PBS & rain or am I loosing it?

Given the fact that I work in a public library and the extremely rainy and cool weather we had in New York, I found myself engaged in numerous (read: thousands) mundane conversations about the weather with the elderly (the sole financial support of Danielle Steel & Sandra Brown, no offense).

Eventually, I grew bored with my usual reply “You’ll be complaining about the heat when it comes! Ha Ha” :rolleyes: and for some god forsaken reason, (excellent customer service, I suppose) I figured I would lengthen these conversations and mention a film I recalled seeing on PBS (or another public television station) during my youth. Now I have caused havoc. They all want to see the film and damned if I know the name of it. So, I wrote to PBS and they have no clue what I am talking about and I have searched the Internet.

You’ll have to bear with my memory; my high school shenanigans have altered it a bit. This film aired during the mid to late 70’s and the majority of the cast were children. The plot basically centered on the fact that it rained 364 days of the year. It was gloomy, stark and extremely depressing. The children played indoors all the time and lived in a hospital-like setting. One day a year it stopped raining and the sun came out. Miraculously, within seconds, flowers grew, grass became green and most importantly the children ran in slow motion to play outside, smell the flowers, etc.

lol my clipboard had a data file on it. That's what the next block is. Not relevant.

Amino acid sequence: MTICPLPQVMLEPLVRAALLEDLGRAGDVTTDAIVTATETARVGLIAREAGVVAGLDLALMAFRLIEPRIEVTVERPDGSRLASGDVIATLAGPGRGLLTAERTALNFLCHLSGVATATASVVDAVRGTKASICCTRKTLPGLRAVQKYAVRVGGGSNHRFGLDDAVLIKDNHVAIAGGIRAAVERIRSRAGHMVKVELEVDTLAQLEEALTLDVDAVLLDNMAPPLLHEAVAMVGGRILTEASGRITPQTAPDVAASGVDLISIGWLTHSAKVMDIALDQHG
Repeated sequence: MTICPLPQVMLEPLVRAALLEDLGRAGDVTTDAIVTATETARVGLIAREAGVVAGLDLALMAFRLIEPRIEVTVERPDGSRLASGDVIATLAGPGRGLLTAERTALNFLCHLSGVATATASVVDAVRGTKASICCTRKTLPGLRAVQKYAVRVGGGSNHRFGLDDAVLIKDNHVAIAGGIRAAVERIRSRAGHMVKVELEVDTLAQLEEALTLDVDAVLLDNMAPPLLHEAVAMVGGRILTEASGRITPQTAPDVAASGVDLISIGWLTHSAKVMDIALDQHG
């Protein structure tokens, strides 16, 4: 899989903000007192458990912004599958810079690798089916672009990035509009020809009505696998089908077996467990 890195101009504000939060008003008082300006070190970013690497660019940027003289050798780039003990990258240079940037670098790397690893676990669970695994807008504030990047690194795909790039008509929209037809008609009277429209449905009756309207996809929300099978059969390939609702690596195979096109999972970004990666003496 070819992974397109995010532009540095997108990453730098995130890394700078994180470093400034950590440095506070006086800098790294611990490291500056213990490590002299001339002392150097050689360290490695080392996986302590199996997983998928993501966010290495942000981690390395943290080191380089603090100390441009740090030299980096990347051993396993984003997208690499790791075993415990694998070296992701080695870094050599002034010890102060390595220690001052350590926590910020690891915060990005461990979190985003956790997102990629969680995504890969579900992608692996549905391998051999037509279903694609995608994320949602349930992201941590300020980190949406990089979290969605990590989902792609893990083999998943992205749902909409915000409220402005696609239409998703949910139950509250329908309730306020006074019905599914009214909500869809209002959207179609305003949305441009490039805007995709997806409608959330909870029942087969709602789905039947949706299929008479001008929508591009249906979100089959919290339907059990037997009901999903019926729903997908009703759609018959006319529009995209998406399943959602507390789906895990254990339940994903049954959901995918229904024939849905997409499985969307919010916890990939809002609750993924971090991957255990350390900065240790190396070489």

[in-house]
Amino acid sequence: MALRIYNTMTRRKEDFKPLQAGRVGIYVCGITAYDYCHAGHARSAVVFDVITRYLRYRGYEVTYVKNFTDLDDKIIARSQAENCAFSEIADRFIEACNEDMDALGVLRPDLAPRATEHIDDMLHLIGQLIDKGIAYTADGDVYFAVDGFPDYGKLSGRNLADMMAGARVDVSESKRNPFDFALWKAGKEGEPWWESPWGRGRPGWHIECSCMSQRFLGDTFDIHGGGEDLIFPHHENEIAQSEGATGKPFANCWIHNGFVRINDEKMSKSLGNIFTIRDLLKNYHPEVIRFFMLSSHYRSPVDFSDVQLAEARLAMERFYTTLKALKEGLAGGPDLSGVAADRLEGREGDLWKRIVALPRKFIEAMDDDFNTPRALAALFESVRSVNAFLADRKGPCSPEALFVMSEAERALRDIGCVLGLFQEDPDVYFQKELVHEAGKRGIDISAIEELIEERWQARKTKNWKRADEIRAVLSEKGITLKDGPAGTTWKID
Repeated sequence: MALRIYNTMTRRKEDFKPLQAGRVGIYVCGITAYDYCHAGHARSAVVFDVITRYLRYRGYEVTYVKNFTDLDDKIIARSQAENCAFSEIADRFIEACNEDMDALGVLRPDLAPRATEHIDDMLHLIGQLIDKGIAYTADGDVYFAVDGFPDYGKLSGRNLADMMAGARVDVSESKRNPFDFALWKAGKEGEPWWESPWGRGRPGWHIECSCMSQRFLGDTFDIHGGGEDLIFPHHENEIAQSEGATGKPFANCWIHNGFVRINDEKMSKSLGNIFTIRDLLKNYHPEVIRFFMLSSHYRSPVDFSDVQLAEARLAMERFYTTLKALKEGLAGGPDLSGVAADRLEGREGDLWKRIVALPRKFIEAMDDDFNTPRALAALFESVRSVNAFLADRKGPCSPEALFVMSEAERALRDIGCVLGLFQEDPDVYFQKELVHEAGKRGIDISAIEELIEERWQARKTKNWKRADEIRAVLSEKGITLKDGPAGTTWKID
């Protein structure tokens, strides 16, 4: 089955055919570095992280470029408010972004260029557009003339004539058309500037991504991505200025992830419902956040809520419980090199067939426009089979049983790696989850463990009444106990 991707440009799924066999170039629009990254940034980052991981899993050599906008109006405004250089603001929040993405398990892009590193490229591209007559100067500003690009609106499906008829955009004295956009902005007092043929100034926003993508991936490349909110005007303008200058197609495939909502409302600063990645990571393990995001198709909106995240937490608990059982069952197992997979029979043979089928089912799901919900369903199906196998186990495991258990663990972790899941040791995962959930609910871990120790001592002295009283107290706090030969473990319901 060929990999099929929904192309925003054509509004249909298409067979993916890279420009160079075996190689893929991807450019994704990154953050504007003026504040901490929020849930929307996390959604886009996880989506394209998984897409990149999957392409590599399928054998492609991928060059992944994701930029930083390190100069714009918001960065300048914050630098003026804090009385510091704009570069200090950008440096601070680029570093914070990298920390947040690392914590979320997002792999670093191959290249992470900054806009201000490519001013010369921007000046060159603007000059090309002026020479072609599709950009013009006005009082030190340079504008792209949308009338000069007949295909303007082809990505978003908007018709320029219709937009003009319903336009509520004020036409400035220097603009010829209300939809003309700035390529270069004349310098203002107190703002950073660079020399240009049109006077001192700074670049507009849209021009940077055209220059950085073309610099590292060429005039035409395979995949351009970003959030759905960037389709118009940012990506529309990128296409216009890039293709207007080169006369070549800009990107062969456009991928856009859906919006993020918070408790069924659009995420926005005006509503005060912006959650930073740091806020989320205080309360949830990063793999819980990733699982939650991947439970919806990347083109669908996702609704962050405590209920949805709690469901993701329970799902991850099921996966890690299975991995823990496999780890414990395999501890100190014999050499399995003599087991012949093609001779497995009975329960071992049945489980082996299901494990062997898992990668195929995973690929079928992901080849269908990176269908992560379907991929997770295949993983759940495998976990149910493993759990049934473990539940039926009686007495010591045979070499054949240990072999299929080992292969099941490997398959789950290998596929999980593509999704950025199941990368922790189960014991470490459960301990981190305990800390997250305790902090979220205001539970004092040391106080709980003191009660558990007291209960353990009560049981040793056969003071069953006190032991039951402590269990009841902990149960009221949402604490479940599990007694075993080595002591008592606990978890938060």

Any answers or suggestions would be appreciated.

I saw this too. For some reason, I think it’s based on a short story written by Ray Bradbury.

All Summer in a Day, based on the short story by (I think) Ray Bradbury.

Yes! I knew I would get the answer within an hour (give or take).


And here’s more information about it.

I remember someone else on the board talking about this. Isn’t there one girl who really wants to see the sunshine, but some other kids–really mean ones–lock her up in a closet, so that she misses it?

Yep. They don’t believe her before the sun shines, and afterwards she never speaks IIRC.

Wouldn’t this be based of the Asimov story where the stars only come out once every 1000 years?

It takes place on Venus, where all the kids in the class but one have lived as long as they can remember under the thickly clouded Venutian sky. The one girl has recently moved there from Earth, and so of course remembers what a clear sky is like.

A video of the movie can be borroweed for free from the Captioned Media Program, funded by the U.S. Department of Education. If you click on the title All Summer Long in a Day on that linked page, you can also get a “Lesson Guide” that includes a script of the movie.

Oops, meant to type All Summer in a Day.

No, not close. That story is Nightfall, which exists in two formats: short story and novel. (The short story was the first, and it was expanded to become a novel. Something similar happened with Clarke’s story The Sentinel when it became 2001.) Nightfall’s major premise was that this planet is part of a complex group of mutually-orbiting stars such that it very rarely experiences a time when there is no sunlight. Once every so often (maybe 1000 years, maybe not), every star is eclipsed and night falls (hence the title), driving everyone quite mad, as nobody can tolerate the darkness.